Exploring the intensive and extensive margin of employment in a CGE framework

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King, Christopher (2020) Exploring the intensive and extensive margin of employment in a CGE framework. PhD thesis, Victoria University.


This research incorporates a model of labour demand into a computable general equilibrium model for Australia. It extends the underlying model by disaggregating the price of labour into (1) ordinary wage costs, (2) payments for overtime hours and (3) fixed costs of labour. It also distinguishes the labour input into hours worked per worker and the number of workers. This research developed a model of labour demand where firms chose between increasing the number of hours worked per worker and paying overtime wage premiums which increase with overtime hours or expanding the size of their workforce and paying fixed costs for each additional worker. A labour services function was adopted to represent the aggregate quantity of labour so that an additional hour per worker had a differing marginal product than an additional worker. A two-stage least squares model of wage premiums and overtime was estimated to represent Australia’s industry-specific overtime regulations based on the set of modern awards and collective bargaining agreements. This provided a relationship between the average wage premium per hour of overtime and the number of overtime hours performed. This was used to calibrate the labour demand model integrated into the CGE framework. The Australian government has a compulsory retirement savings scheme, the superannuation guarantee, which requires employers to set aside a portion of an employees wage income to provide income support in retirement. The effects of increasing the superannuation guarantee from 9.5% to 12% of employees ordinary wage earnings is simulated using the labour demand model developed within this research. It demonstrates how industries respond to the increase in the superannuation guarantee by substituting away from workers to additional hours per worker. The main findings are that industries with (a) higher fixed costs, (b) higher levels of ordinary hours and (c) flatter wage premium schedules comparatively experience larger increases in overtime.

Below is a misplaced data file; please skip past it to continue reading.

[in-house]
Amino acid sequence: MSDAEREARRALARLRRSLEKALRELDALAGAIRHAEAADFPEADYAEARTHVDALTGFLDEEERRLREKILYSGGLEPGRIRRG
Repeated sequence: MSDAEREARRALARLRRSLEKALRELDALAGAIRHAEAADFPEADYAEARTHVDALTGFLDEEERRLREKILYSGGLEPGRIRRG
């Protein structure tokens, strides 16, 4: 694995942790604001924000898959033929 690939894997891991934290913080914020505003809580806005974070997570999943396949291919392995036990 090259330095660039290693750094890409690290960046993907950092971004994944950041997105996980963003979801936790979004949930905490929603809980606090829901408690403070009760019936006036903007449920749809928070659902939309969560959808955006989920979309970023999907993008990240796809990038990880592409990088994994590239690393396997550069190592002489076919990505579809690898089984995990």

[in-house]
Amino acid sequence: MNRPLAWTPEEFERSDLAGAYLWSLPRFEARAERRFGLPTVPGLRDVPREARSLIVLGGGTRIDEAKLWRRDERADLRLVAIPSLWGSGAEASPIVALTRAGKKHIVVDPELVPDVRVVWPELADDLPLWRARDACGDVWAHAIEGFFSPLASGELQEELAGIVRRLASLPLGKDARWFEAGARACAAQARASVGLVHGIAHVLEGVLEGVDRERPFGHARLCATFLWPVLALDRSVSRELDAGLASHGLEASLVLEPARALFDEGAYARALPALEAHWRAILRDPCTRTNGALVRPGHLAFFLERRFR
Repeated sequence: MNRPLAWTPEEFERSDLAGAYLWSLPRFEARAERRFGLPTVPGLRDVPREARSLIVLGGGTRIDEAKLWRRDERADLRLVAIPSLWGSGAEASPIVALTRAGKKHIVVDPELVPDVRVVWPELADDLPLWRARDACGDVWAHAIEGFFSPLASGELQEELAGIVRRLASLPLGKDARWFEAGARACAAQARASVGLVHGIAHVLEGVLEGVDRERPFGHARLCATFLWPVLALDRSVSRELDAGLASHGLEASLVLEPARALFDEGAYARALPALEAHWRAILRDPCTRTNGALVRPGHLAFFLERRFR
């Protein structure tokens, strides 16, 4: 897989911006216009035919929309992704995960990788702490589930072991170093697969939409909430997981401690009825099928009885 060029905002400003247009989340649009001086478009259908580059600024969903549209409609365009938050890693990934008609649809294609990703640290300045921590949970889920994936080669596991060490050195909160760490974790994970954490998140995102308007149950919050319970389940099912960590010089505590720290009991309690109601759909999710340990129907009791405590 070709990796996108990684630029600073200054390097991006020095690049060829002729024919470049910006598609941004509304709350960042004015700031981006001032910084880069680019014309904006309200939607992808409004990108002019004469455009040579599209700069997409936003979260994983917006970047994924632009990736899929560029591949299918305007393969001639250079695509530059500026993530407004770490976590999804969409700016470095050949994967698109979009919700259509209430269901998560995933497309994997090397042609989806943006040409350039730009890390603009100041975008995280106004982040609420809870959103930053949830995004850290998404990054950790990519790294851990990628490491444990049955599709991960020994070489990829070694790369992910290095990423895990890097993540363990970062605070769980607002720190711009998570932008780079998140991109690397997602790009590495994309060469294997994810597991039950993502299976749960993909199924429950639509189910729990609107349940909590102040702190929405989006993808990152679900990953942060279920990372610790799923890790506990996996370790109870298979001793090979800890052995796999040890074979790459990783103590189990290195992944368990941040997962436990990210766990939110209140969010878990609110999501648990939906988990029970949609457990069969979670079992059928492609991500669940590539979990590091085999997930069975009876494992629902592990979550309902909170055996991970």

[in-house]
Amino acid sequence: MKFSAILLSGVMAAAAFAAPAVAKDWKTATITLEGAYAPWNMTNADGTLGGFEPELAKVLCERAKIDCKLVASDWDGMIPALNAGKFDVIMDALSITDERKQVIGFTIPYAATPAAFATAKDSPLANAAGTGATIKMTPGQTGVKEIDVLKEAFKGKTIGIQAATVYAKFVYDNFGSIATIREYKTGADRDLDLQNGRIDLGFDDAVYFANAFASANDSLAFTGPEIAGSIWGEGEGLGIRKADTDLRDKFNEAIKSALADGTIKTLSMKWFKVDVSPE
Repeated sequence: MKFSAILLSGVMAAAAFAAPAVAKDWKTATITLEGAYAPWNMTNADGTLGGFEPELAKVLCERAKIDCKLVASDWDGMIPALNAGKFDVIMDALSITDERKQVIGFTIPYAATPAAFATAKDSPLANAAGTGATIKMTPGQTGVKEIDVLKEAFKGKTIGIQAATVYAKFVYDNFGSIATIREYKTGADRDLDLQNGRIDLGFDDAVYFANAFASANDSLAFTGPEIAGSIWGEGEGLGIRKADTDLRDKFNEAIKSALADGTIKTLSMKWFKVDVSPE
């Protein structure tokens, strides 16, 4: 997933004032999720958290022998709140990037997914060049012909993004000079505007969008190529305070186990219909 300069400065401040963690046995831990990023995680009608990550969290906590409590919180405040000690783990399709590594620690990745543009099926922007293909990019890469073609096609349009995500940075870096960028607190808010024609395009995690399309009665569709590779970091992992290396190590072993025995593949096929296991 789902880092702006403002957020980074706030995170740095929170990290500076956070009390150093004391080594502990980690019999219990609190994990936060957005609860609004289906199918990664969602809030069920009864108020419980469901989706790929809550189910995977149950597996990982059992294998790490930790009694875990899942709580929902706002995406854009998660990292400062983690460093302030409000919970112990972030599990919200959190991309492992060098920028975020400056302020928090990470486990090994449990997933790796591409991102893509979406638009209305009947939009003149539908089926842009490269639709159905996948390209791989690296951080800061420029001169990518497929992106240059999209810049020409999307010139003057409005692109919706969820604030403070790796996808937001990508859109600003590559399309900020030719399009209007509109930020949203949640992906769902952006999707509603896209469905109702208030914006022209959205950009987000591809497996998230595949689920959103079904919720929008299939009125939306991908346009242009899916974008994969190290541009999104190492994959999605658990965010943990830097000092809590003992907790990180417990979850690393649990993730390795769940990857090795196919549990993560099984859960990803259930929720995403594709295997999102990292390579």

Item type Thesis (PhD thesis)
URI https://vuir.vu.edu.au/id/eprint/41797
Subjects Historical > FOR Classification > 1402 Applied Economics
Historical > FOR Classification > 1403 Econometrics
Current > Division/Research > Centre of Policy Studies (CoPS)
Keywords labour demand; computable general equilibrium model; CGE framework; superannuation; Australia; ORANIG; Leontief’s Input-Output model
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